One would expect that the text would read “angels were descending and ascending..” but in fact it says just the opposite. “…angels were ascending and descending..” As this was Ya’acov’s last stop before crossing the border towards Haran, we consider that the angels assigned to accompany those living within the land of Israel, specifically Ya’acov in this case, were ‘ascending’ since he was leaving the country and other angels were ‘descending..’ to accompany him and be with him in Haran.

Hashem Himself is at the top of the ladder and He is the only One who speaks to Ya’acov in the dream. Significantly, this is the first time in Torah that Hashem speaks directly to Ya’acov. Look at what He says:

“I am Hashem, God of Avraham your father and God of Yitzhak; the ground upon which you are lying, to you will I give it and to your descendants. Your offspring shall be as the dust of the earth and you shall spread out powerfully westward, eastward, northward and southward; and all the families of the earth shall bless themselves by you and by your offspring. Behold I am with you; I will guard you wherever you go, and I will return you to this soil; for I will not forsake you until I will have done all that I have spoken about you.” Bresheit/Gen. 28:13-15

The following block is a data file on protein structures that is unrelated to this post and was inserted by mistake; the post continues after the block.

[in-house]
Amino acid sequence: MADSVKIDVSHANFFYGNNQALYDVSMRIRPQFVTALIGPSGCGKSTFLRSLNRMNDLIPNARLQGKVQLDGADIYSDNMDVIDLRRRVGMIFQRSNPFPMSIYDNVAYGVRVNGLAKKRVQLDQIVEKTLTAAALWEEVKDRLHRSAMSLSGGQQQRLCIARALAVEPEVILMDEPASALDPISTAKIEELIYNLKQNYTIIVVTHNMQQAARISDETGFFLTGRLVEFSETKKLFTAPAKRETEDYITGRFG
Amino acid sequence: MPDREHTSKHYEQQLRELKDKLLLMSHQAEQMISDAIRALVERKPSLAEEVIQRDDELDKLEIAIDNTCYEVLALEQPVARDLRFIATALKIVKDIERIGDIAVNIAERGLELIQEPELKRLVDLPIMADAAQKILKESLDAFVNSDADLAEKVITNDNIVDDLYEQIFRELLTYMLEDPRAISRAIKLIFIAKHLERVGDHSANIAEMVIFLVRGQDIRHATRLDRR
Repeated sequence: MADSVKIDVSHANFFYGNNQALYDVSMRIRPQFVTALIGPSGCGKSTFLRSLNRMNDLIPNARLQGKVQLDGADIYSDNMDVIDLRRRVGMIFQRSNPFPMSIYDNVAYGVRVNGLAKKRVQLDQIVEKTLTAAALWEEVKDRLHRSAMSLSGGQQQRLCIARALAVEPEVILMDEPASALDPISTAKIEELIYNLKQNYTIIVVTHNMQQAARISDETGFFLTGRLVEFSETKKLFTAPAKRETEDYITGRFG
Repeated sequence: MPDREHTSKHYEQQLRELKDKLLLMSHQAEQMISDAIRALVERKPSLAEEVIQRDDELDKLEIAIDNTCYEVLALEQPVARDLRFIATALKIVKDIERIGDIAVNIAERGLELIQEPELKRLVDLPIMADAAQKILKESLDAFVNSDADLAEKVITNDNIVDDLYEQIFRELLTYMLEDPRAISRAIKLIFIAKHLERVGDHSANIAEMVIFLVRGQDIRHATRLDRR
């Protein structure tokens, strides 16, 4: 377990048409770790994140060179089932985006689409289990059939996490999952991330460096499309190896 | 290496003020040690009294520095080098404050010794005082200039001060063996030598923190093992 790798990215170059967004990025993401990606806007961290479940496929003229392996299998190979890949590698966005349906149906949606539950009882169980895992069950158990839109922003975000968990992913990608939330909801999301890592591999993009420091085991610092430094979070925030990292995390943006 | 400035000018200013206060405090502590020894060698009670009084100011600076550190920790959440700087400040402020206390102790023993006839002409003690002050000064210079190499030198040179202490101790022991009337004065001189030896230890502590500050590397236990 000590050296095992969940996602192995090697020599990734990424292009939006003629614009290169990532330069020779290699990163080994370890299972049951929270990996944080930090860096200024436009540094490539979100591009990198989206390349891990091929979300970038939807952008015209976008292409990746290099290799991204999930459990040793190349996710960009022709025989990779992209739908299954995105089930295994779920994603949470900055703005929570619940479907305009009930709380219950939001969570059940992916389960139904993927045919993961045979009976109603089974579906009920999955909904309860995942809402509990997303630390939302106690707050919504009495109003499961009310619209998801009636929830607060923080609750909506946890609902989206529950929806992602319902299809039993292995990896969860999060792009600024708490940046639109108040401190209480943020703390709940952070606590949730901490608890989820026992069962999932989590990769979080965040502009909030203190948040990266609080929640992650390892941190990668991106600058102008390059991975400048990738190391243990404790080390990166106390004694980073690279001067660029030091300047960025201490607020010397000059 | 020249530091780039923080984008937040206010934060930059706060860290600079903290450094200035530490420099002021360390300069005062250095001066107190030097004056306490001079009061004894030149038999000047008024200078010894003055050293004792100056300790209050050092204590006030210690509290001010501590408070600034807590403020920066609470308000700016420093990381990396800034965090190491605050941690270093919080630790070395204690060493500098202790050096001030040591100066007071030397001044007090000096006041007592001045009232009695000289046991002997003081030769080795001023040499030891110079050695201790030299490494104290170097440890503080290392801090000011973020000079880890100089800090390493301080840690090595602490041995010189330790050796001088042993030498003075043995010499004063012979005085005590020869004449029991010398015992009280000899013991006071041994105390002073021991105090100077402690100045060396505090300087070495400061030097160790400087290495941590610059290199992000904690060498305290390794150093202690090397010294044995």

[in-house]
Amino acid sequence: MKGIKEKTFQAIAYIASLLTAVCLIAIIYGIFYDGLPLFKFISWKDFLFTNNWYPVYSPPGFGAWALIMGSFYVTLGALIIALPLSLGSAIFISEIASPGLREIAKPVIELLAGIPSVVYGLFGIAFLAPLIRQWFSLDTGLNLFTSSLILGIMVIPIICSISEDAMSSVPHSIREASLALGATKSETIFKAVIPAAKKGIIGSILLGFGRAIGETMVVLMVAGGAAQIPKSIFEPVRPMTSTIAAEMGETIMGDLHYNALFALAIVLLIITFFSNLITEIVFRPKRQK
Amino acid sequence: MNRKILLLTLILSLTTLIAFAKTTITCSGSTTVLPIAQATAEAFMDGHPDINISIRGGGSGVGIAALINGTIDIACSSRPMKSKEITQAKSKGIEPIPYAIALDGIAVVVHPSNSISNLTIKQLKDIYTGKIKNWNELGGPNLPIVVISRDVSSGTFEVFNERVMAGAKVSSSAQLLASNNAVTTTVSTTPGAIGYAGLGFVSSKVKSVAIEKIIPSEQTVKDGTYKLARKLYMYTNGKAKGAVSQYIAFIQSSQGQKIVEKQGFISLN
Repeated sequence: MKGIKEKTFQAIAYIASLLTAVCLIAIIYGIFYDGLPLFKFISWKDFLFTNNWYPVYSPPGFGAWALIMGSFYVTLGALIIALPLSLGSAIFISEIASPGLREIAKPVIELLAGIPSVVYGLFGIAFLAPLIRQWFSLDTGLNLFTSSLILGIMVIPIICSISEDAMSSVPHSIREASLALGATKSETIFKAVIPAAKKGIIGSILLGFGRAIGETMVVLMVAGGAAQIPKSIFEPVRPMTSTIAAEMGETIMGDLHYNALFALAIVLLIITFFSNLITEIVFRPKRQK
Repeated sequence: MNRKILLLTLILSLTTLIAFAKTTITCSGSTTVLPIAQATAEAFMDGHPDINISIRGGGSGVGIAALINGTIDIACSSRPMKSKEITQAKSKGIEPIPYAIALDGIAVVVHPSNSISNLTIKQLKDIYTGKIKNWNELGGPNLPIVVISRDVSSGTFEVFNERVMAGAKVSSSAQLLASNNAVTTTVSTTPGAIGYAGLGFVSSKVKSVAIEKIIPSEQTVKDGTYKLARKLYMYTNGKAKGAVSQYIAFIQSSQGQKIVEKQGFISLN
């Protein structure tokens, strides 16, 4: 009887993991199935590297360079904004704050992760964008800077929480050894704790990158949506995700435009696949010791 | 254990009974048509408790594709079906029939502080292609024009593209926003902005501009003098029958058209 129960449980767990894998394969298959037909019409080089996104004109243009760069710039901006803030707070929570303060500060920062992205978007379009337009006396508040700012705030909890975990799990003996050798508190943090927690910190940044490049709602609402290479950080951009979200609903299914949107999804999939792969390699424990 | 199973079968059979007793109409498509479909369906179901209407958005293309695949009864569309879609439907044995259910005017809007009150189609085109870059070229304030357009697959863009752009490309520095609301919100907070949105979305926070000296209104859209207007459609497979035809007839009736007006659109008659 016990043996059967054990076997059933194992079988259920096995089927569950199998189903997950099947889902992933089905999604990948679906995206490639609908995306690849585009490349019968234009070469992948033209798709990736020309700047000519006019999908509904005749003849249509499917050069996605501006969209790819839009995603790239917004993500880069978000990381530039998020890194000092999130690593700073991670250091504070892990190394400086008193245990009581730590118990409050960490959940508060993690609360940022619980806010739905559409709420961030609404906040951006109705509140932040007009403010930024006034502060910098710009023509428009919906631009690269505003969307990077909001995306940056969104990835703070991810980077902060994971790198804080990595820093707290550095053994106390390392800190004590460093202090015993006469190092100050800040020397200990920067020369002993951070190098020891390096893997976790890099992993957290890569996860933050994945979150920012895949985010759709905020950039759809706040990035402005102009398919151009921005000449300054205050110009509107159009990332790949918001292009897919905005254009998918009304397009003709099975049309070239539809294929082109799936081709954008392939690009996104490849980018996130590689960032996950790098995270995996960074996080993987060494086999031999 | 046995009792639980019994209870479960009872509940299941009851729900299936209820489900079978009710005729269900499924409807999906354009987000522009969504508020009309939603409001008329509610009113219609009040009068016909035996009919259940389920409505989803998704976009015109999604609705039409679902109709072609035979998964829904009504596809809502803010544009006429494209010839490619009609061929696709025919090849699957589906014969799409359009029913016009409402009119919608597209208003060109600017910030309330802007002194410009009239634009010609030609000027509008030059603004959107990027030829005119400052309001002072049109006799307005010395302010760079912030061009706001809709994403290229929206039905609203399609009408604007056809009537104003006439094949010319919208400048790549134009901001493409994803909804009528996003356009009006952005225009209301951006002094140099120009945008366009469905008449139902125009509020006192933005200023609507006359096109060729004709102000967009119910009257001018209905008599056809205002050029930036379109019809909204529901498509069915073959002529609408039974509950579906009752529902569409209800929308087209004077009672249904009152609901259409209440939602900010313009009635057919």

Notice the two parts of the message. First Hashem repeats the first covenant made with Avraham, the promise of the Land, which He now re-affirms to Ya’acov. He also re-affirms that Avraham’s descendants THROUGH YA’ACOV will be multitudes and will fill the earth. The entire earth’s population will be blessed through them. All of these promises have a national character and prophetic reality as regards the nation of Israel which will come from Ya’acov.

The second portion of Hashem’s message is personal to Ya’acov. He re-assures the conflicted Ya’acov that He, Himself, is with him, that Hashem Himself will guard him and be with him; the He will return Ya’acov to his homeland and that He will not forsake him, but rather that Ya’acov can be utterly confident that Hashem will fulfill every word He has spoken about Ya’acov’s destiny and purpose for living. In other words, in this brief message, Hashem answered every doubt, every anxiety, every fear, every uncertainty and gave Ya’acov the spiritual and emotional strength to go forth on this next step of his life’s journey.

The dream of Ya’acov is our dream, our reality, our destiny. Its deeper meaning speaks to all of us and its promise is as alive today as it was on the night that Ya’acov dreamed. The nations may rail against Israel and the Jewish people, but the Word of the Almighty is forever.

In Tune with Torah this week: if you have had a dream that has stayed with you, take some time this Shabbat to ponder what Hashem is saying to you through that dream. If you are struggling with an issue, a problem and having been looking for an answer, a solution, could it possibly be ‘hidden’ in the dream you had? Or perhaps Hashem will give you a dream in days to come. Learn to pay attention to your dreams and ask Hashem for their interpretation, lest you miss an important message He is trying to convey to you.